Supervision is a composite of many roles that serve several functions all at once. Tensions can occur between the supervisor and supervisee as the various supervisory roles are often juxtaposed. We present a strength-based approach to reflective supervision that supports a willingness to do deep work and that highlights resilience in the relationship. Practical strategies on the building and maintenance of resilience that involve self-reflection, growth, and development in the supervisory relationship are provided.
In this session, attendees will understand how clinical supervision supports the continued professional growth and development of counseling practitioners across the career span. In particular, attendees will learn strategies to enhance self-reflection and increase self-awareness in managing the supervisory relationship.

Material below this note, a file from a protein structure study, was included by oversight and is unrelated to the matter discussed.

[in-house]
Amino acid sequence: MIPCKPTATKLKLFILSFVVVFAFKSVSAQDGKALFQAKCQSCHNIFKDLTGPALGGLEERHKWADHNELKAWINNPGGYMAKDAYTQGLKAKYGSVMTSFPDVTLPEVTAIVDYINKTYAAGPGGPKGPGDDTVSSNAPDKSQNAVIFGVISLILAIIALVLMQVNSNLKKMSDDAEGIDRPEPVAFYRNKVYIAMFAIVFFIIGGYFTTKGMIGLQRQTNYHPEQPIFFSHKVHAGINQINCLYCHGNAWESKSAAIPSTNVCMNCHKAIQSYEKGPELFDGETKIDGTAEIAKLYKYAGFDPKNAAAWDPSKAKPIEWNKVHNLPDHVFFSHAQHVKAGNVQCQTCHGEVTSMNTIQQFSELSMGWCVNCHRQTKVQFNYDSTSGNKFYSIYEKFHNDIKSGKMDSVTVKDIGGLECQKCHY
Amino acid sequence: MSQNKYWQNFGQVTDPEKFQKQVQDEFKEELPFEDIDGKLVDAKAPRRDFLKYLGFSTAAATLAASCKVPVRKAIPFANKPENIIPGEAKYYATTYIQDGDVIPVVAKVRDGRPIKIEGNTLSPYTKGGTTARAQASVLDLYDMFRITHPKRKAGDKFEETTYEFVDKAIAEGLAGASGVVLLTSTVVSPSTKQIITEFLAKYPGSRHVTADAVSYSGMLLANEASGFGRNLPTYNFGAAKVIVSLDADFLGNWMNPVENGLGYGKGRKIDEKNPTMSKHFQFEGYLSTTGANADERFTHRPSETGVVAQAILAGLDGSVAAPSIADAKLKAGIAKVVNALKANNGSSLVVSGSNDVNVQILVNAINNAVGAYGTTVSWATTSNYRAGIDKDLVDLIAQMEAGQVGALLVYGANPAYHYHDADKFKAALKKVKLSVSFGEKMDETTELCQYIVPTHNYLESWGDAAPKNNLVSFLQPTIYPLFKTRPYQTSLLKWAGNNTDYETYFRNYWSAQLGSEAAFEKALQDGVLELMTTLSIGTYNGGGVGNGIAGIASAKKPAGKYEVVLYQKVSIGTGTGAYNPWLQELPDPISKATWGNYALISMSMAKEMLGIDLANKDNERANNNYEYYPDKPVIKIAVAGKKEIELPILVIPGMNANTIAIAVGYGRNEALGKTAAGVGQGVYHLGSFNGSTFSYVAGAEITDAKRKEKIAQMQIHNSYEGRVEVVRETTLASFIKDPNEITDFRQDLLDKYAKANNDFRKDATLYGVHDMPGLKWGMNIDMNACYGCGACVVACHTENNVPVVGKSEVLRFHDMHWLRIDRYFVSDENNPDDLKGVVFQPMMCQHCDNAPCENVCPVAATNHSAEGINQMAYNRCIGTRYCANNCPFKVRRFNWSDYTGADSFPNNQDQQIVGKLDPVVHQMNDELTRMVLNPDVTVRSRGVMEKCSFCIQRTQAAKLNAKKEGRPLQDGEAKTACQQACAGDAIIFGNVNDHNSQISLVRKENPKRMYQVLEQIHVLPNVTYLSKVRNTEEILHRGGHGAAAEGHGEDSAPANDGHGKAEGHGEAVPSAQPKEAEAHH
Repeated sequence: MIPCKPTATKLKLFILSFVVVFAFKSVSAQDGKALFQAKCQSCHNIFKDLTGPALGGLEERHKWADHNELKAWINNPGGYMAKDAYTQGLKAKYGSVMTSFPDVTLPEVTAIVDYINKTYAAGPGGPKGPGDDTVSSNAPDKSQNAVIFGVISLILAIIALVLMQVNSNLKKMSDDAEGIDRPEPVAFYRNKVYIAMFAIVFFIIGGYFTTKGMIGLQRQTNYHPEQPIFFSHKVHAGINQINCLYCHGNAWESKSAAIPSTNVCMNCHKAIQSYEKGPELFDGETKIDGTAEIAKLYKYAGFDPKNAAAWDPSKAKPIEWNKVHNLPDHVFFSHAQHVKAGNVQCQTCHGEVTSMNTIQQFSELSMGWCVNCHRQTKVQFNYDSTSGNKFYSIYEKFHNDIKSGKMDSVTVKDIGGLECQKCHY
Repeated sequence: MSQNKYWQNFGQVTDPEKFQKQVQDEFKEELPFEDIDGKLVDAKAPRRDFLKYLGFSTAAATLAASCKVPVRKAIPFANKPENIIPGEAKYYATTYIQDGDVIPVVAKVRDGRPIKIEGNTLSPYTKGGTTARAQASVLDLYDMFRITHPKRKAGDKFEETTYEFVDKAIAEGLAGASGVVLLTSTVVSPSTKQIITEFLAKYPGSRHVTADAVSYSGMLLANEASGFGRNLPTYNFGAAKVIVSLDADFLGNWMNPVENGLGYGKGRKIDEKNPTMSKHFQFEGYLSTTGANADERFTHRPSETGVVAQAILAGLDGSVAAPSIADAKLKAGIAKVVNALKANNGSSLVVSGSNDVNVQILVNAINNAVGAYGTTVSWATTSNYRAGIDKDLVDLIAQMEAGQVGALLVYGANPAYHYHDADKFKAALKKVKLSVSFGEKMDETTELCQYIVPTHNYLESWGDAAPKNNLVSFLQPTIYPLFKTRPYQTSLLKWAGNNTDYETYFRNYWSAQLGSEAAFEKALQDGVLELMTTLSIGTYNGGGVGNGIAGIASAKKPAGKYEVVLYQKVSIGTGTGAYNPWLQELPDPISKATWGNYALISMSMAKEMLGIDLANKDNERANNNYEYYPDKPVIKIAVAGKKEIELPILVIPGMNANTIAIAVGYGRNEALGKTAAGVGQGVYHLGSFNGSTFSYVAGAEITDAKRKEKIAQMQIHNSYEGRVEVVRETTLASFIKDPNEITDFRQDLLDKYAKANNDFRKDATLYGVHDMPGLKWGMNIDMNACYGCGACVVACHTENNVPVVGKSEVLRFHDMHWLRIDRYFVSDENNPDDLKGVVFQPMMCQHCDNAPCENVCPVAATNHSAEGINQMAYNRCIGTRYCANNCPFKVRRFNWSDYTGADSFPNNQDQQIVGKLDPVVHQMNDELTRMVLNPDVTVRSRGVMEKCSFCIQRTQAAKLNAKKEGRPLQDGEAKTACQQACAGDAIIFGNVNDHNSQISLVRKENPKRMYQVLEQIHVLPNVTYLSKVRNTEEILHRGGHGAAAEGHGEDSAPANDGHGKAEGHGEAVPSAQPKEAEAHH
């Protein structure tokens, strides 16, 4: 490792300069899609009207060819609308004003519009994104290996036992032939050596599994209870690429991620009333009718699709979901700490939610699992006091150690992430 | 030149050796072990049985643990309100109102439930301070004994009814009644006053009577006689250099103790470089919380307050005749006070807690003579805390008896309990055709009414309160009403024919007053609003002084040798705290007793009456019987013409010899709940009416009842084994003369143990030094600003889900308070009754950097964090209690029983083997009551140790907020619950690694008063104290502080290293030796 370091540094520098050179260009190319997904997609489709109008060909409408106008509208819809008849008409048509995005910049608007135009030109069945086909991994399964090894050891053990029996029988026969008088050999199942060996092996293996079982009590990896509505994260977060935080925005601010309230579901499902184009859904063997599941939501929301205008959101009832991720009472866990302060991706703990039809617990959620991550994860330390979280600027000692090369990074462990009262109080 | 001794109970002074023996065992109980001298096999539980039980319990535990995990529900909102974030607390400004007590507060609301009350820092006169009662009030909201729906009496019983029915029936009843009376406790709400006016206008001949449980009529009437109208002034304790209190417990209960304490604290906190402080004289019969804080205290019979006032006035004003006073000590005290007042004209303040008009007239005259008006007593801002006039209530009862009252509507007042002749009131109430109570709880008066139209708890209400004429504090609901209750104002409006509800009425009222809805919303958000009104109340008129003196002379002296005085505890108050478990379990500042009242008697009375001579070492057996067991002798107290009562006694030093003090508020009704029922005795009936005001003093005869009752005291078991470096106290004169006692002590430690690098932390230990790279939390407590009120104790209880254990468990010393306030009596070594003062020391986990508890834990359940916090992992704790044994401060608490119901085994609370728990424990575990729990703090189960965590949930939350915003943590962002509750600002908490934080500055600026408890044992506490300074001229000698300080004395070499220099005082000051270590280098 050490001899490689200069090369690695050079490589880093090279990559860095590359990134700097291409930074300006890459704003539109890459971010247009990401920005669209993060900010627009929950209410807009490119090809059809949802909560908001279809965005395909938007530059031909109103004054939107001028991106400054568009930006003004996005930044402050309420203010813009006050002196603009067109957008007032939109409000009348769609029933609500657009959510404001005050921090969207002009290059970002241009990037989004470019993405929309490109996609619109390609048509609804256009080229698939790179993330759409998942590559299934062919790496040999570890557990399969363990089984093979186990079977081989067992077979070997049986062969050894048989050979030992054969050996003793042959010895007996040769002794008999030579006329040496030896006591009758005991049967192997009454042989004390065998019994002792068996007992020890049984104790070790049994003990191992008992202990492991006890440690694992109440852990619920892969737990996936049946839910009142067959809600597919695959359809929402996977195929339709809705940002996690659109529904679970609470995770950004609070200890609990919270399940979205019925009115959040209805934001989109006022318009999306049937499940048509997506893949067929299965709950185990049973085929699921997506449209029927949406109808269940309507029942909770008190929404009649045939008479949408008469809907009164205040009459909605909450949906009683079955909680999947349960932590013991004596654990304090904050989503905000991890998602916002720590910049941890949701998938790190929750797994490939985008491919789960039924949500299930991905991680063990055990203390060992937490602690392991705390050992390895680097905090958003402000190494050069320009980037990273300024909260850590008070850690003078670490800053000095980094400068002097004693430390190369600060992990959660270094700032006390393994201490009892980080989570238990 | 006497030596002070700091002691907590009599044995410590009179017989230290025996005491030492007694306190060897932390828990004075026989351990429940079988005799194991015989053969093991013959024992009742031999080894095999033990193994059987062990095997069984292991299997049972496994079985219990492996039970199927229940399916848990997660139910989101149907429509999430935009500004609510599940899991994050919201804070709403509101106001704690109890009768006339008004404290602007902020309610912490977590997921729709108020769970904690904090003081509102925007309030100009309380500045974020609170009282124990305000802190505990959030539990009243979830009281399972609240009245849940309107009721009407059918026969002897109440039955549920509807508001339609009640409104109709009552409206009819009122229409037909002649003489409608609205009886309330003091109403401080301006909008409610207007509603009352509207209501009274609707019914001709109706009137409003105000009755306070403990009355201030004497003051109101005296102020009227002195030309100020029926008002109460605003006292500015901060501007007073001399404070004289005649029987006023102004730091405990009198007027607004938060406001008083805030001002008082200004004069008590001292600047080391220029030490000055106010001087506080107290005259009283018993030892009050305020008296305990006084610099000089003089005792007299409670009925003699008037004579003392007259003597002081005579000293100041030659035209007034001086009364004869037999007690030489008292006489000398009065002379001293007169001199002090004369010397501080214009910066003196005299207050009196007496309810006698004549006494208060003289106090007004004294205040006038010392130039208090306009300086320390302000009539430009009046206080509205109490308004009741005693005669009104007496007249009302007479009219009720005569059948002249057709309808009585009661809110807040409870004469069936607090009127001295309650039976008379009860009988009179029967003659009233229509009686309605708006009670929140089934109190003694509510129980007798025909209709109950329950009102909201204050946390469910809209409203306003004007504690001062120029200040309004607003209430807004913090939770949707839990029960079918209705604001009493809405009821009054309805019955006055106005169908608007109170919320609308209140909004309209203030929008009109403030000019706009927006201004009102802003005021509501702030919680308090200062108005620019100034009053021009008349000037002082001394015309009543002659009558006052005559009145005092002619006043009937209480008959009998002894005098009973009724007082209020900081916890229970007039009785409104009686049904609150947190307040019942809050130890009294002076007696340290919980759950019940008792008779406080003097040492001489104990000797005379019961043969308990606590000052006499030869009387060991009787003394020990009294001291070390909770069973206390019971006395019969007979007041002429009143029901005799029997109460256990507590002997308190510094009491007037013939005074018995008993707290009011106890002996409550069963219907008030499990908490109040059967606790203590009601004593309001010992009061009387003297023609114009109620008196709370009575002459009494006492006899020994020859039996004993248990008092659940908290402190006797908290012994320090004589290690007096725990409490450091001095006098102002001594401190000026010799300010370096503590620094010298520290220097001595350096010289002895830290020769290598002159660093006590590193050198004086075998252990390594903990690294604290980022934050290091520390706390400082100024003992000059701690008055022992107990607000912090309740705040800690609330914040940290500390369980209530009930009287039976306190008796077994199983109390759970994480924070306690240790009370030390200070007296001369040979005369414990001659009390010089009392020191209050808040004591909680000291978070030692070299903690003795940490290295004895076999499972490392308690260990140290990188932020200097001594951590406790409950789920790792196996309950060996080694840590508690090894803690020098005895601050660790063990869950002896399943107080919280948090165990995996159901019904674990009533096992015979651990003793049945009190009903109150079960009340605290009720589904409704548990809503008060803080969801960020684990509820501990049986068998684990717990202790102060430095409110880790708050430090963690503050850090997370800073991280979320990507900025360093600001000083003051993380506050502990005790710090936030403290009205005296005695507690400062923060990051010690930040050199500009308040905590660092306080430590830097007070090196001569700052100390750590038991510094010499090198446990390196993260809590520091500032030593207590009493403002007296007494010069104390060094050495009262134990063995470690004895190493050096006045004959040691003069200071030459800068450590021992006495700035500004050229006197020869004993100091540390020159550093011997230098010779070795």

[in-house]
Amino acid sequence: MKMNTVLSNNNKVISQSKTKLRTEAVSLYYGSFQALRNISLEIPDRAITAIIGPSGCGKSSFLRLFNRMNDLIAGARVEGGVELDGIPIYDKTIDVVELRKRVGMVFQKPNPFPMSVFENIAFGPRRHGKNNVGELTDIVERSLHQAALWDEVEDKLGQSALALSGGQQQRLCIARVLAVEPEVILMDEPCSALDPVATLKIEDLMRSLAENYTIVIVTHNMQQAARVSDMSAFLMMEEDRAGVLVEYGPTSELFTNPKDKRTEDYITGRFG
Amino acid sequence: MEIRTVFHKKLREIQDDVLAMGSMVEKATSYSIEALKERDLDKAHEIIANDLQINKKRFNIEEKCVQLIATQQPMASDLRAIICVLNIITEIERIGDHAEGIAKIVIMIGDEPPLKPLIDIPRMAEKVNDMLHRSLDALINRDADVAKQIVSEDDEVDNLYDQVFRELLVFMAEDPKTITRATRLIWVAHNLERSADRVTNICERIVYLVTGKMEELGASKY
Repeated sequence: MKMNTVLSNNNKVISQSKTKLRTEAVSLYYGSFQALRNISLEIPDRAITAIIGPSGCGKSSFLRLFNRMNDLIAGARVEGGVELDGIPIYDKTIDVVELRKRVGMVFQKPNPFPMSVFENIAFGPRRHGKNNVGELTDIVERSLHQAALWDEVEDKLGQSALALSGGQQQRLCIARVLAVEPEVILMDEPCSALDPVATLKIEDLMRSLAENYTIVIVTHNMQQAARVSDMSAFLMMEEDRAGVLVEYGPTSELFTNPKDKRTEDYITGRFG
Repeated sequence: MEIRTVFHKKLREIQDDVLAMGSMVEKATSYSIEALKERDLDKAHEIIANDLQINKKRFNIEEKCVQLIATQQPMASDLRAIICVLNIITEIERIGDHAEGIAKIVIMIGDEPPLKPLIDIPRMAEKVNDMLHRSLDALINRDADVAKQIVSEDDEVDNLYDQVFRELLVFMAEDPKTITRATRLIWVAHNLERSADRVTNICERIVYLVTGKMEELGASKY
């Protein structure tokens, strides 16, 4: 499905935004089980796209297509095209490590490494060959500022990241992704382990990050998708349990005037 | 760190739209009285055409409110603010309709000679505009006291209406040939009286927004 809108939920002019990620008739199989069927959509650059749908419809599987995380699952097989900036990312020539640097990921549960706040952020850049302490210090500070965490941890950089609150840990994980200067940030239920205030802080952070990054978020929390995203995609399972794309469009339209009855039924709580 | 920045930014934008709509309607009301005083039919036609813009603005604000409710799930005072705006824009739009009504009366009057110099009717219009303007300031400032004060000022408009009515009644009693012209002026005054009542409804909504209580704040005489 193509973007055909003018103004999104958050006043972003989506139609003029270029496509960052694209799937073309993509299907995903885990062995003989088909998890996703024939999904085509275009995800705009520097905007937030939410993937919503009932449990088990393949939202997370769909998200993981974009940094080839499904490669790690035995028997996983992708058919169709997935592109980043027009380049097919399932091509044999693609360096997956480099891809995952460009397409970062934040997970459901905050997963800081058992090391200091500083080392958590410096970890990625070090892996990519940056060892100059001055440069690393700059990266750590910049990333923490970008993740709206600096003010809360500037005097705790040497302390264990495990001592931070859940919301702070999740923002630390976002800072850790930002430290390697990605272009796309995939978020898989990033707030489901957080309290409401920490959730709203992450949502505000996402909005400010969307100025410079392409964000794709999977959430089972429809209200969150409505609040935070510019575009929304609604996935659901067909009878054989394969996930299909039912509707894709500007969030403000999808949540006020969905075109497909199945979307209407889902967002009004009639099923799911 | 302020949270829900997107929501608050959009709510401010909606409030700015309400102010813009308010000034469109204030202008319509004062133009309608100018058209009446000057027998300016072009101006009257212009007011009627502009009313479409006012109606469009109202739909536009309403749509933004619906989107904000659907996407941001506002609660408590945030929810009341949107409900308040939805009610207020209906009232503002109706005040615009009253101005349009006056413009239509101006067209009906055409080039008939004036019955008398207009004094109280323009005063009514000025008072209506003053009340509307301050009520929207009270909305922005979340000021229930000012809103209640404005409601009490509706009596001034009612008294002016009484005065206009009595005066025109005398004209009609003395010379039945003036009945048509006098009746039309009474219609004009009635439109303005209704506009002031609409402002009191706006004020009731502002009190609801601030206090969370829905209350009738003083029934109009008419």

In this session, attendees will learn practical approaches to dealing with the inevitable tensions that occur in the supervisory relationship. We will discuss how a strength-based approach can contribute to the self-care of supervisors and supervisees. Self-care is an ethical imperative as clinical supervisors and supervisees inevitably face additional stressors specific to engaging in supervision.
Attendees will discover how clinical supervision protects clients by involving an impartial third party in the work of a counselor and client, helping to reduce the risk of serious oversight and helping the counselor concerned to reflect on their own feelings, thoughts, behaviors, and general approach with the client. Supervision can help the counselor to improve the value they are providing to their clients.
Professor, Counselling Psychology, Faculty of Education,
University of Lethbridge